Stuffing snacks in our mouth is no better than alcohol when used as an escape.
Like alcoholism, snacking leads to a vicious cycle wherein we divert our attention and never address our real issues.
Over 70 million adults in the United States are obese (35 million men and 35 million women). Ninety-nine million are overweight (45 million women and 54 million men), according to National Health and Nutrition Examination Survey 2016 statistics. Compare this with Europe, which is about 20 percent less, at 59 percent. India, by sharp contrast, has only 5 percent obesity.
Although the physical ill-health of snacking is well-known, less obvious is the effect of snacking on our mental health.
The mere inclination to snack is a sign that the mind is not focused, or it is focused, but in an unproductive or unwholesome way. The former is an idle mind that seeks to absorb itself in something and is tempted by snack food. If we don’t resist, we are lulled into complacency.
Unfortunately, what goes for idleness also goes for far less benign mental states—depression, anxiety, lack of self-esteem, and more disturbing conditions, such as manic-depression, schizophrenia, extreme obesity, delusion, and so forth. Reaching for a snack is usually motivated by craving, but when more serious mental conditions are present, snacking is motivated by a desire to escape.
Indulging in cravings is never good, and that is why the Buddha and other spiritual pioneers exhaustively cautioned against following cravings. When we crave, we generally crave for something different than what we need.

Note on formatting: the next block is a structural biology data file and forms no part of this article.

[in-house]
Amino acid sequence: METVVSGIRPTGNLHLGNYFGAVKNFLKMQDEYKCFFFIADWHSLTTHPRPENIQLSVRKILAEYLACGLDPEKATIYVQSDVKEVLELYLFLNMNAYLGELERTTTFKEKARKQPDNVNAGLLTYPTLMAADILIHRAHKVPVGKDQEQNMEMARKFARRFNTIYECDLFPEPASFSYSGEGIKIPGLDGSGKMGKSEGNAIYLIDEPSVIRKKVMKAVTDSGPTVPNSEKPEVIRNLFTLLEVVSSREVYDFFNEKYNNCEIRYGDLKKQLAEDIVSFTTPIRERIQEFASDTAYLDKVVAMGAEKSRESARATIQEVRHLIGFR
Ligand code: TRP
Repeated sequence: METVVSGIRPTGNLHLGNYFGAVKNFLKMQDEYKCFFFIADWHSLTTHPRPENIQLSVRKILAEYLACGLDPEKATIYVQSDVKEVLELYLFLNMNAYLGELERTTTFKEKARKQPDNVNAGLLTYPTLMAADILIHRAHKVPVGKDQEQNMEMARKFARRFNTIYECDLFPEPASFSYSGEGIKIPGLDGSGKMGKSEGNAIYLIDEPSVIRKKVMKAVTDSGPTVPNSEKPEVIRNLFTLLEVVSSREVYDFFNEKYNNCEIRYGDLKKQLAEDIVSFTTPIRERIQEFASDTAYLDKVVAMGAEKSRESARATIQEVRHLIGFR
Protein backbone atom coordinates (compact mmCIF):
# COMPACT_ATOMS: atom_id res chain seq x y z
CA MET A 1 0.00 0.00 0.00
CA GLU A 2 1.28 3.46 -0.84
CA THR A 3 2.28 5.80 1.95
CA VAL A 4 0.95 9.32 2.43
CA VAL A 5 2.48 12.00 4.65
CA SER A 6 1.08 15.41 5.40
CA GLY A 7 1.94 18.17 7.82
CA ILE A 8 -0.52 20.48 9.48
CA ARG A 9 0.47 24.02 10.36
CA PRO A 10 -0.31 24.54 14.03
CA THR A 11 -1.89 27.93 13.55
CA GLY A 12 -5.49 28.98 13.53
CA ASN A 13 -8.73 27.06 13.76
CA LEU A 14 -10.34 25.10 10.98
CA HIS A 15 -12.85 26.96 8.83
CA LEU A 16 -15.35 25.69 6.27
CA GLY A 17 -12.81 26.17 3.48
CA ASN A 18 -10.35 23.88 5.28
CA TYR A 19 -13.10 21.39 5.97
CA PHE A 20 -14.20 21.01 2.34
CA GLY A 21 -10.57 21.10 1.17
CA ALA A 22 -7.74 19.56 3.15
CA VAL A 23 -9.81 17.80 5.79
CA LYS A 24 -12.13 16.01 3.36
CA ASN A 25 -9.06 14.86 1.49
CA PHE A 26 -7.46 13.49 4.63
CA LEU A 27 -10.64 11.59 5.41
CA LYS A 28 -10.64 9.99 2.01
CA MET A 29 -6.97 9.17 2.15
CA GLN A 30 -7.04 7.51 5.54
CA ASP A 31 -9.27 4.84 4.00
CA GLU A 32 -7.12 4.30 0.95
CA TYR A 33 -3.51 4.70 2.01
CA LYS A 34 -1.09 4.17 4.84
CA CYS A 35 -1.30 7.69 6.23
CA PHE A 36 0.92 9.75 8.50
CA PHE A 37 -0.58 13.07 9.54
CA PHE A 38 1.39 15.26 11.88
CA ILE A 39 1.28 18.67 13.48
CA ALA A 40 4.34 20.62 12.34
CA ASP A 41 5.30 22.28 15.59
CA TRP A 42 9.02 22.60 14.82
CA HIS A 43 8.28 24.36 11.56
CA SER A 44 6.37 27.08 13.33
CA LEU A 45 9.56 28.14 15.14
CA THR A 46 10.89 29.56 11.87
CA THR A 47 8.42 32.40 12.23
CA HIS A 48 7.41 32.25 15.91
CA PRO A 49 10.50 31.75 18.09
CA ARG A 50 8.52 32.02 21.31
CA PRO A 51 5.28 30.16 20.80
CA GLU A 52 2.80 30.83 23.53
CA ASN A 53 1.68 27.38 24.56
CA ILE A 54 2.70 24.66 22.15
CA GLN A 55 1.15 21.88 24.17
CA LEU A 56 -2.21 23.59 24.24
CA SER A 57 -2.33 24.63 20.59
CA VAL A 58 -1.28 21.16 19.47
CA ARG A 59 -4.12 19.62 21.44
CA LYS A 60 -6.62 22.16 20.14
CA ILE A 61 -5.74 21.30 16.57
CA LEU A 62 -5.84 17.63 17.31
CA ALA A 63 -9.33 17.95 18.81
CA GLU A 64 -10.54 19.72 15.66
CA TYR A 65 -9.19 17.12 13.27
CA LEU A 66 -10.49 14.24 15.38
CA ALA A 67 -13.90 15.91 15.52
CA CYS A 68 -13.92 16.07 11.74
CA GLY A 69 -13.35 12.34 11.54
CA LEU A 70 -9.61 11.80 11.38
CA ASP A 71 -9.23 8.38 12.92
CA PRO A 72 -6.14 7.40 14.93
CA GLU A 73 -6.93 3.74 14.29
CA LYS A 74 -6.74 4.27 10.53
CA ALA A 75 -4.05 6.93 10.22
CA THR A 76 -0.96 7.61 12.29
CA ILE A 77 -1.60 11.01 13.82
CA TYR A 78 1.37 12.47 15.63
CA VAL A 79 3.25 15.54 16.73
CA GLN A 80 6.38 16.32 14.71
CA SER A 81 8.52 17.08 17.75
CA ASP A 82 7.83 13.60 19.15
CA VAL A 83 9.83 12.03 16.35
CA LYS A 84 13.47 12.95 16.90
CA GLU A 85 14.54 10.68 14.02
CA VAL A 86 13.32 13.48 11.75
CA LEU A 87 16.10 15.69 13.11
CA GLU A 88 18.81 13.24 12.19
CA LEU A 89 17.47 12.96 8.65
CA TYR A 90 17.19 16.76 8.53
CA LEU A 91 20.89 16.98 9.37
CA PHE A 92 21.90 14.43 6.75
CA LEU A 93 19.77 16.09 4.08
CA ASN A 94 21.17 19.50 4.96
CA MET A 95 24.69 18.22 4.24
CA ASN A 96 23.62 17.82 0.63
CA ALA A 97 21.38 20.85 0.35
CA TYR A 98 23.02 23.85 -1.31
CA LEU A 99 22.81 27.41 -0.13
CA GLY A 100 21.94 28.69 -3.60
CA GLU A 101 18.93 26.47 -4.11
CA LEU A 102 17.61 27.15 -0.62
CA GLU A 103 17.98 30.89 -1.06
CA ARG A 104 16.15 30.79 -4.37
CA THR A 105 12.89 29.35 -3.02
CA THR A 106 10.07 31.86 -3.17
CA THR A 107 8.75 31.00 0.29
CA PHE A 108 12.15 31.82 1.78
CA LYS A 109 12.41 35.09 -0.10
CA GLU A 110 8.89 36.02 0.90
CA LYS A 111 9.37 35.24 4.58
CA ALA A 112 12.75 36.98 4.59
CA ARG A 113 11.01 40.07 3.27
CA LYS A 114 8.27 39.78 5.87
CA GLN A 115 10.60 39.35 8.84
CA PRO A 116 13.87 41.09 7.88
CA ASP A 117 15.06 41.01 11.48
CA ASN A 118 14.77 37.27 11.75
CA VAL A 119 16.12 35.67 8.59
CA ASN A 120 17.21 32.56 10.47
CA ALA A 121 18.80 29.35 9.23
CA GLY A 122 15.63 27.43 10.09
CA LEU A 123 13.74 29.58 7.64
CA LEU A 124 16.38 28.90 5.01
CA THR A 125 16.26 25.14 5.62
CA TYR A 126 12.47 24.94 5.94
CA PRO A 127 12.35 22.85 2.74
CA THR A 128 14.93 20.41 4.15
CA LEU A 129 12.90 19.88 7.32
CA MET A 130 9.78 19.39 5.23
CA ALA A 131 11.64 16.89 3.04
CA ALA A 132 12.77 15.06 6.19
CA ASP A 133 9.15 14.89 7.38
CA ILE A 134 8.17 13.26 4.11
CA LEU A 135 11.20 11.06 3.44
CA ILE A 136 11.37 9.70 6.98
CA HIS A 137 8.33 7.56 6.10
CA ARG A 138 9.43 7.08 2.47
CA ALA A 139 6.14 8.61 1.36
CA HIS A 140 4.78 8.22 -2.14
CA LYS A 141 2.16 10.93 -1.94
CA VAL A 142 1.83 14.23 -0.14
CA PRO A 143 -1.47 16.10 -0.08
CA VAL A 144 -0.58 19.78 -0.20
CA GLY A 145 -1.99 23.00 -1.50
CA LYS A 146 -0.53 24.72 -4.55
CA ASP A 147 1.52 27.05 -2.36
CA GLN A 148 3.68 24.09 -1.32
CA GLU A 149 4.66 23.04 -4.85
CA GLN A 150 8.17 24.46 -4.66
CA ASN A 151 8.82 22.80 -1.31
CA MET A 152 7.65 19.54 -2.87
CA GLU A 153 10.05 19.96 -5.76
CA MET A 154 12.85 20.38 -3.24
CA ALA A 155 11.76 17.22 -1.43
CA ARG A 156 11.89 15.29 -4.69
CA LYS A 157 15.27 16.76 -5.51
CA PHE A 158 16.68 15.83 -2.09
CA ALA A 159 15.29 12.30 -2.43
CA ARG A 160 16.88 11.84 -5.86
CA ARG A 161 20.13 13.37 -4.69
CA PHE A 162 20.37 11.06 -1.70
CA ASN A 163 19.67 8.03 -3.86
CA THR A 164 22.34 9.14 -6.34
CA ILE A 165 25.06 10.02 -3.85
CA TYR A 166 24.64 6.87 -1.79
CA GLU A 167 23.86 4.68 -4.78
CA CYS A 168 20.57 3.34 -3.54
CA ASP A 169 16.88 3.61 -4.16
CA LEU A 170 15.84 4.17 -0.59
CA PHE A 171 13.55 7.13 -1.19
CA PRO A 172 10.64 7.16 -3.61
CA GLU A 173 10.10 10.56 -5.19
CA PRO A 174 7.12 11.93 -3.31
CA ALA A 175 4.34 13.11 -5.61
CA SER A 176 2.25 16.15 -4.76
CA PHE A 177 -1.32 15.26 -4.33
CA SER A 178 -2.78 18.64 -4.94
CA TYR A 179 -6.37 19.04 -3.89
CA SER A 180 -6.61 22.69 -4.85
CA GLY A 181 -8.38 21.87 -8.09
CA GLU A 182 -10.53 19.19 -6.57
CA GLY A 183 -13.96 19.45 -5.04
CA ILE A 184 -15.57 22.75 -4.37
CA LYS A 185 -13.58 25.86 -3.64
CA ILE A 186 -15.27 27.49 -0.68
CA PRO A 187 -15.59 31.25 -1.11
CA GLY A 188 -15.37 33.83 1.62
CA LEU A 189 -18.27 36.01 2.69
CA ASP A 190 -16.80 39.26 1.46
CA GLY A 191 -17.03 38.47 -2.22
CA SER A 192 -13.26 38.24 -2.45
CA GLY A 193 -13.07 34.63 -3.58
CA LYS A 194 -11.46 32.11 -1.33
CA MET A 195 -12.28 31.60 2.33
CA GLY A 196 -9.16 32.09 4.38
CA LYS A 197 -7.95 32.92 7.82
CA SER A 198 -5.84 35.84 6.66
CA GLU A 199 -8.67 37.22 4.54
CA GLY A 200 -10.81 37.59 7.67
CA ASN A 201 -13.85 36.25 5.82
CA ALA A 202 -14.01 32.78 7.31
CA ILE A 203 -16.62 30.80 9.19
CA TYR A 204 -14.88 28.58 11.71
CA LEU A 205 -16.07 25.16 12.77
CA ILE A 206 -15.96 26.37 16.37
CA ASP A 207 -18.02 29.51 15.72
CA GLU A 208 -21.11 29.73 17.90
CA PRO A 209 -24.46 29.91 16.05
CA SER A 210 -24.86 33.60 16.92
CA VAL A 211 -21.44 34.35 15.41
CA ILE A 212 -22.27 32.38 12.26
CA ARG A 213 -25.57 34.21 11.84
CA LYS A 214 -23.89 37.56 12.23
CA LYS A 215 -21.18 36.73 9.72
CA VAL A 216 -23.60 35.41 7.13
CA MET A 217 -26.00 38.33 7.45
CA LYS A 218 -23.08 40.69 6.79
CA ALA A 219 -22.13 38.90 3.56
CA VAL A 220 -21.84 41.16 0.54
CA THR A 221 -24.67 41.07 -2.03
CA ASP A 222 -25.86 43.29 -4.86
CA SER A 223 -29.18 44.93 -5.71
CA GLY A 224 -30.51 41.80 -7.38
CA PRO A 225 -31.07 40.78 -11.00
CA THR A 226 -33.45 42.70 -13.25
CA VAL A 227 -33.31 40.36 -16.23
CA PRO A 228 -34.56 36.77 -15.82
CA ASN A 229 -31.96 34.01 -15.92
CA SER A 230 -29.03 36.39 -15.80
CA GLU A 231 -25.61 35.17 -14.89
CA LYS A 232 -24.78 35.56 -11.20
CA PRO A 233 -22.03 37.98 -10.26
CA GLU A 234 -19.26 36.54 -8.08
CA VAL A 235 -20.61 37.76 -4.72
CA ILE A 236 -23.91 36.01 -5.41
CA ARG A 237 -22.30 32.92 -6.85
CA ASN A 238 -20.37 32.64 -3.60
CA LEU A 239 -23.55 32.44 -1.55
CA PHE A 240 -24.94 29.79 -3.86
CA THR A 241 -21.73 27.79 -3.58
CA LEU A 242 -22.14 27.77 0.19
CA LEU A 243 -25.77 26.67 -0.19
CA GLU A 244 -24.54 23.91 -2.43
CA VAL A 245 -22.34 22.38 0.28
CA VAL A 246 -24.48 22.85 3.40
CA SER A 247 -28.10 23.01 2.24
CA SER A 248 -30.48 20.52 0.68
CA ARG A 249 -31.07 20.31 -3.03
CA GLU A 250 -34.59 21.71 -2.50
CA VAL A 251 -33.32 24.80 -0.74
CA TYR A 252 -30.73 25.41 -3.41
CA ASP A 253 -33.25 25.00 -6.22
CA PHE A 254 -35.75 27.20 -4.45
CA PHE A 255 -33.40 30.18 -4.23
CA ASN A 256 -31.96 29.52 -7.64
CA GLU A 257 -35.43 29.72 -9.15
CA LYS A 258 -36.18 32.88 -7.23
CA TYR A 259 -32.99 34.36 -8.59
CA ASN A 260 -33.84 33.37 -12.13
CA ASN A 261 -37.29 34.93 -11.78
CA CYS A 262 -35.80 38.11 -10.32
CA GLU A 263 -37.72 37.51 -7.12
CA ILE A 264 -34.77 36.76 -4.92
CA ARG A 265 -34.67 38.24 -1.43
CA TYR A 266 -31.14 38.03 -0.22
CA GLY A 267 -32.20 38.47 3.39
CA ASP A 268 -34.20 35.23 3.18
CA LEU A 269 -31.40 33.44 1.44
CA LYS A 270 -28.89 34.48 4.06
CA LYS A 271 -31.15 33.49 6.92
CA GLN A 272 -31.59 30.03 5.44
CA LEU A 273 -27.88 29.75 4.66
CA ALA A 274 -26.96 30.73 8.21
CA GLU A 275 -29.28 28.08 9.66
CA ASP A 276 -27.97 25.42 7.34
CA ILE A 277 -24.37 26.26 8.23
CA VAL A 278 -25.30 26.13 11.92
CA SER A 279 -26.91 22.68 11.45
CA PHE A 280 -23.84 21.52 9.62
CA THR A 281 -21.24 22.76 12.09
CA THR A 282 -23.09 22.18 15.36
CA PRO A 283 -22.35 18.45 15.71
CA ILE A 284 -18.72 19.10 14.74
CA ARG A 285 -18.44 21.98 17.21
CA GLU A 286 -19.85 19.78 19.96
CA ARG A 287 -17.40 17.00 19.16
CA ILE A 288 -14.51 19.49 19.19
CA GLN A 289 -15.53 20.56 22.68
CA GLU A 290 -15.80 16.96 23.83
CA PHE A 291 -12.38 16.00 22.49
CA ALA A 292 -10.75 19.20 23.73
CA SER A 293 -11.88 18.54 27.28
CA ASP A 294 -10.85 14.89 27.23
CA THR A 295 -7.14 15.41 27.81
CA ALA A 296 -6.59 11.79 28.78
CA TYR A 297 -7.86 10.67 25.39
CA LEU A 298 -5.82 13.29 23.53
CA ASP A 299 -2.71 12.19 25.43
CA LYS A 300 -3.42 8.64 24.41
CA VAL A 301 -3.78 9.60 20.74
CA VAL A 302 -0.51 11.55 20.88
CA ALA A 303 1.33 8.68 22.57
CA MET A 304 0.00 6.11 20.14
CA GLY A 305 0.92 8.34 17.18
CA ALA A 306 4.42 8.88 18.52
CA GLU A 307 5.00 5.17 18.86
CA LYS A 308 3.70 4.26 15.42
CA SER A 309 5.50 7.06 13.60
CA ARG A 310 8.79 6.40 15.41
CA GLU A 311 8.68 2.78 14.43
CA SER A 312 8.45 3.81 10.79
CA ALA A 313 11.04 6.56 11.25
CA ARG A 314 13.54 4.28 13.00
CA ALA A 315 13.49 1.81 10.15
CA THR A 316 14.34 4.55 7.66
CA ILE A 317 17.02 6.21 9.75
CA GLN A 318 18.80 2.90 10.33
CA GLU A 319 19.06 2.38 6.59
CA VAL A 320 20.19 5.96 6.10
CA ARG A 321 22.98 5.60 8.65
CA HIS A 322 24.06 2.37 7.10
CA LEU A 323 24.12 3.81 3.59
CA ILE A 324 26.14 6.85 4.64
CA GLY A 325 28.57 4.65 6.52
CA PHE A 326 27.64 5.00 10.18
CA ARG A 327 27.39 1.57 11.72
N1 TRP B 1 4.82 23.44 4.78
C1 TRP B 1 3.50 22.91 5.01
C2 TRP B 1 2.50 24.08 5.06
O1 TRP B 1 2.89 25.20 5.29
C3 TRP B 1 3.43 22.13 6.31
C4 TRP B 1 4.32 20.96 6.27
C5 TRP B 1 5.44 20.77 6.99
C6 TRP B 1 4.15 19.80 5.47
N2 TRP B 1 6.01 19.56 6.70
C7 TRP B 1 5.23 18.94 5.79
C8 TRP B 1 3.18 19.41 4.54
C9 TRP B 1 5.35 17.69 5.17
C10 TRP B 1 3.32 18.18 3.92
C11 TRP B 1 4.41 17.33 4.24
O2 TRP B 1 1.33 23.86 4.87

When we link obesity with underlying mental conditions, we see how mentally troubled we are. Those who eat to live rather than be distracted, such as the population of India, are thin and trim of afflictive emotions, mental cargo, and unnecessary weight.
It is not a big leap to equate snacking with an “ism” like alcoholism, for the motivation is the same: distraction. While avoiding tempting snacks will not solve our problems, at least it won’t make addressing them more difficult. We have to start somewhere.
Craving is the harbinger of unproductive snacking. Restraint allows us to address the underlying causes, be they harmless or outright dangerous, from benign boredom to schizophrenia.
The discipline necessary to eat only at mealtime will go a long way toward building self-esteem to face our issues. Moreover, being physically healthier means better body chemistry. The effect of blood chemistry on mental states is uncontested. Depression, anxiety, and other disturbing emotions are linked to blood chemistry.
If before stuffing snacks into our mouth we paused long enough to ask ourselves, “Why am I doing this?” we would empower ourselves. In this sense, the urge to snack becomes an inspiration to reflect and meditate and eventually face our troubled mind.
The benefits of limited snacking are not just for people with weight or emotional problems. Eating only at mealtime is homogenous with meditation. Withdrawing from distracting thoughts and focusing on a topic of meditation is similar to resisting the impulse to snack.
Of the reasons that the Buddha advised his close followers to restrict eating to once a day was to develop the ability to focus. Whether we eat one meal or three, restricting food intake to mealtime builds mental strength.
Happiness is elusive, and stabilizing it involves a combined approach that includes enjoying our means of livelihood, good companionship, financial security, absence of peer pressure, good sleep, agreeable environment, and so forth. But, because food, like sex, is so fundamental to being human, finding balance here carries more weight.
Resisting cravings takes time, patience, and a strong will, all of which we will develop as we go. Rushing into any diet abruptly generally leads to failure, but proceeding little by little in steady increments assures we will endure and accomplish our aims.
“The pause that refreshes” is that moment we resist.